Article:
About the Author(s)

Satya Sai Ram Kumar Gulla Email symbol
Department of Public Health Pharmacy and Management, School of Pharmacy, Sefako Makgatho Health Sciences University, Pretoria, South Africa

Elvera Helberg symbol
Department of Public Health Pharmacy and Management, School of Pharmacy, Sefako Makgatho Health Sciences University, Pretoria, South Africa

Rajesh Vikram Vagiri symbol
Department of Pharmacy, Faculty of Health Sciences, University of Limpopo, Sovenga, South Africa


Gulla SSRK, Helberg E, Vagiri RV. Positive mental health of patients at a psychiatric hospital, Gauteng province, South Africa. S Afr J Psychiat. 2023;29(0), a2016. https://doi.org/10.4102/sajpsychiatry.v29i0.2016

Original Research

Positive mental health of patients at a psychiatric hospital, Gauteng province, South Africa

Satya Sai Ram Kumar Gulla, Elvera Helberg, Rajesh Vikram Vagiri

Received: 18 Oct. 2022; Accepted: 14 May 2023; Published: 23 June 2023

Copyright: © 2023. The Author(s). Licensee: AOSIS.
This is an Open Access article distributed under the terms of the Creative Commons Attribution License, which permits unrestricted use, distribution, and reproduction in any medium, provided the original work is properly cited.


Background: Positive mental health (PMH) forms the basis of well-being and positive mind set, which includes a range of cognitive-emotional attributes and coping skills of an individual towards the family and society. Assessment of PMH in psychiatric patients is critical in understanding their needs, improving mental health and the treatment of their illnesses.

Aim: To investigate the levels of PMH among patients attending the outpatient department at a public sector tertiary referral psychiatric hospital using the multidimensional PMH instrument.

Setting: Adult psychiatric patients attending the outpatient department at a public sector tertiary referral hospital, Gauteng province, South Africa.

Methods: A quantitative, cross-sectional and descriptive study was conducted using a multi-dimensional PMH instrument with a convenient sample of 346 outpatients who provided consent.

Results: Females reported significantly high PMH scores (3.86 vs 3.6; p = 0.018) compared to males. Patients with higher education (Gr. 0–7 vs Gr. 8–12 vs Tertiary education, PMH scores 3.34 vs 3.75 vs 4.18; p < 0.001), being married (single vs married, 3.67 vs 3.81, p = 0.342) and employed (unemployed vs employed, 3.62 vs 3.97, p = 0.005) reported significantly high total PMH score and across various domains.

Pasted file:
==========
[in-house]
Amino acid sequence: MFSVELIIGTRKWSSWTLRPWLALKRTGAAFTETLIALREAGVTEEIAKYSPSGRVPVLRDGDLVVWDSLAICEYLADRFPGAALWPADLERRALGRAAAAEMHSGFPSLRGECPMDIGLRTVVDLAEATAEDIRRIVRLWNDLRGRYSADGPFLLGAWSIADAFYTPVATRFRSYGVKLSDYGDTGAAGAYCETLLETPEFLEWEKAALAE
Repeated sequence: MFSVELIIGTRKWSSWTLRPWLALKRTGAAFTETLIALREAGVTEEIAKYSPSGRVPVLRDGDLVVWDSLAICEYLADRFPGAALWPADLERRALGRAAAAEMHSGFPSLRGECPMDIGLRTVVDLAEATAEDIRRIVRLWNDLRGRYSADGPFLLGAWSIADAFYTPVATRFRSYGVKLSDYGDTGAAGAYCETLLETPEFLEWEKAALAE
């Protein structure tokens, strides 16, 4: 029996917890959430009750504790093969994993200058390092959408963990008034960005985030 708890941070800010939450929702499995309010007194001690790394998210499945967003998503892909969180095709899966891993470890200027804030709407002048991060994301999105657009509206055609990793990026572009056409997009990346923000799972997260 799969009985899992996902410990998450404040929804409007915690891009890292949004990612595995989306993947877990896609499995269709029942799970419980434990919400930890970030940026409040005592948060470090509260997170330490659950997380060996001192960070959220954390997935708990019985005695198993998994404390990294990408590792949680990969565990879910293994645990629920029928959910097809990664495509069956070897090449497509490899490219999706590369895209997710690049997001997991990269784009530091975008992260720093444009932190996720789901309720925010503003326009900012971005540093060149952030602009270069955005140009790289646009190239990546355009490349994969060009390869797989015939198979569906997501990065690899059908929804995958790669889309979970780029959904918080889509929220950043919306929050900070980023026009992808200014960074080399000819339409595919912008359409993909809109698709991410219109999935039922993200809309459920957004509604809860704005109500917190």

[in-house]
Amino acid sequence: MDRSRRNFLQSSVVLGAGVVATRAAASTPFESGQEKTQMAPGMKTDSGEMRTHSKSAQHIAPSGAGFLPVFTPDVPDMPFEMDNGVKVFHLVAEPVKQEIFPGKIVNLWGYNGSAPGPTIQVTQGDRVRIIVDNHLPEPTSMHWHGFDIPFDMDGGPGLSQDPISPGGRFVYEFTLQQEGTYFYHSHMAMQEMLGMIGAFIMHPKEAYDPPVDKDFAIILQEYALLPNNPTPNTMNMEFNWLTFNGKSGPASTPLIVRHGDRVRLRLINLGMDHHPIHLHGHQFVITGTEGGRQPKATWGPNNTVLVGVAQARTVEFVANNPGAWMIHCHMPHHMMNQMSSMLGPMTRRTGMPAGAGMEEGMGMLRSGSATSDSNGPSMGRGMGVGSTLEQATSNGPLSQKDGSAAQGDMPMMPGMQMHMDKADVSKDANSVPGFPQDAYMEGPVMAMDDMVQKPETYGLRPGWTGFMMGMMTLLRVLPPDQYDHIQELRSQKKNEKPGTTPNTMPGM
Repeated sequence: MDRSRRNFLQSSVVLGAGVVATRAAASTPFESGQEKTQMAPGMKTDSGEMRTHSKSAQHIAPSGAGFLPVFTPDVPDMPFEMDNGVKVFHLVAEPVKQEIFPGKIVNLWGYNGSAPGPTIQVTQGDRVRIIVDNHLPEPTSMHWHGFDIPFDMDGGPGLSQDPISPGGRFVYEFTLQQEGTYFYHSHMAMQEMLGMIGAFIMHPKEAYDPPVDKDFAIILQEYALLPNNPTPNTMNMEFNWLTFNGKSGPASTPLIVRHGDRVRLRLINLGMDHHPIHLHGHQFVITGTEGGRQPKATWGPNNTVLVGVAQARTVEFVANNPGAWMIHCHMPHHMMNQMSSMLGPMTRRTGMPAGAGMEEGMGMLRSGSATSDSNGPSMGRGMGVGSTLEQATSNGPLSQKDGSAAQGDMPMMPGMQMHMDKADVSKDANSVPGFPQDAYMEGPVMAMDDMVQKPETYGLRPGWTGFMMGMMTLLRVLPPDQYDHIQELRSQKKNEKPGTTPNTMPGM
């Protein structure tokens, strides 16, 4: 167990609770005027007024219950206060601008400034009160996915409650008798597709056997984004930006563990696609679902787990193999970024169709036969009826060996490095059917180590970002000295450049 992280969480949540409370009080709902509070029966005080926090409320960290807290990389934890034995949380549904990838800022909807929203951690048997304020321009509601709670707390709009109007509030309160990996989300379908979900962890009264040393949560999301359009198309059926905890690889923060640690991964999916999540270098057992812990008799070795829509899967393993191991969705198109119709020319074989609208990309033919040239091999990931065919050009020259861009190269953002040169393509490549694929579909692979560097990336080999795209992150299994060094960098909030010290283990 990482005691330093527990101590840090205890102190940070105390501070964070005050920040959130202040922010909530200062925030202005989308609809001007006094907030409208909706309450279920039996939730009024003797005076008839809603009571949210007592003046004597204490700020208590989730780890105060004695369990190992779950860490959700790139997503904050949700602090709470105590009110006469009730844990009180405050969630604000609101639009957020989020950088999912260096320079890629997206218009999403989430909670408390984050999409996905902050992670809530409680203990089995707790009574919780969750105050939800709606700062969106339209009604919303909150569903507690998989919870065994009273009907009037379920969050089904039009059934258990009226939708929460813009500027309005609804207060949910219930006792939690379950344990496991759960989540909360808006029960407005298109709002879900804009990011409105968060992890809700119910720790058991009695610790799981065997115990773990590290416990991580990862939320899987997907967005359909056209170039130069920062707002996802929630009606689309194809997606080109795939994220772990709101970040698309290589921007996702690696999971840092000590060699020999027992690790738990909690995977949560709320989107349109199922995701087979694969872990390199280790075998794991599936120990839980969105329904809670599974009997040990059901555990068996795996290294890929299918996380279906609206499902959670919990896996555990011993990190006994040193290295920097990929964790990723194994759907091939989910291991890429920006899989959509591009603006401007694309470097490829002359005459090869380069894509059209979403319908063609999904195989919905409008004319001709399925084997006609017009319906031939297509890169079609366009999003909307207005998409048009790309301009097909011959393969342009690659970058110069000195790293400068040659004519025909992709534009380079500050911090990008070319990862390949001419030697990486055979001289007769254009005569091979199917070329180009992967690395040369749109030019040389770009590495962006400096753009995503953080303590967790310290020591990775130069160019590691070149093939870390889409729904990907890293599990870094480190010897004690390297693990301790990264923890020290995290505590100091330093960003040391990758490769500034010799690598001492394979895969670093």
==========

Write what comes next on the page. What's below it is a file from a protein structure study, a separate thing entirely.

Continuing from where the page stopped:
Conclusion: The results of the study highlighted the multi-dimensionality of mental health and justified importance of evaluating the domains of PMH in mental health care users. Identifying the reasons for the deficits in the PMH domains and implementing coping strategies will improve the emotional and psychological well-being of patients.

Contribution: Examining the PMH domains will assist healthcare workers intervene to improve the mental health of patients.

Keywords: mental health; psychological well-being; positive mental health; multi-dimensional; mental health care users.


South Africa has been the lowest ranked country based on the mental well-being of its population, according to the Mental State of the World report, which further showcased the rapid decline of mental health in younger generations.1 South Africa’s National Mental Health Policy Framework and Strategic Plan 2013–2020 recommends reducing the burden of untreated mental health conditions through mental health prevention and promotion, as well as the integration of mental health services into general healthcare systems.2

The World Health Organization3 defines mental health as:

… a state of well-being in which every individual realizes his or her own potential, can cope with the normal stresses of life, can work productively and fruitfully, and is able to contribute to her or his community. (p. 19)

The concept of well-being relates to the integration of two approaches: the ‘hedonic’ and ‘eudaimonic’ approaches which, although distinct, are highly related subjective experiences. The hedonic approach includes positive effects such as happiness (pleasant and life satisfaction), and the eudaimonic framework includes personal functioning and social well-being (psychological and social functioning).4

The psychological well-being of individuals is a combination of various domains of positive self-esteem, mastery of the environment, good interpersonal relationships with others, continued growth and development, purposeful living and self-determination skills.5 The positive mental health (PMH) approach was first introduced by Jahoda6 as ‘individuals’ attitudes towards themselves in relation to autonomy, perception to reality and mastering their environment’. The PMH includes multiple dimensions of mental well-being, such as positive effect, contentment and psychological functioning, as well as the ability to accomplish them. Enhancing the psychological wellness and overall health of individuals experiencing mental illnesses is an essential component in mental health treatment.7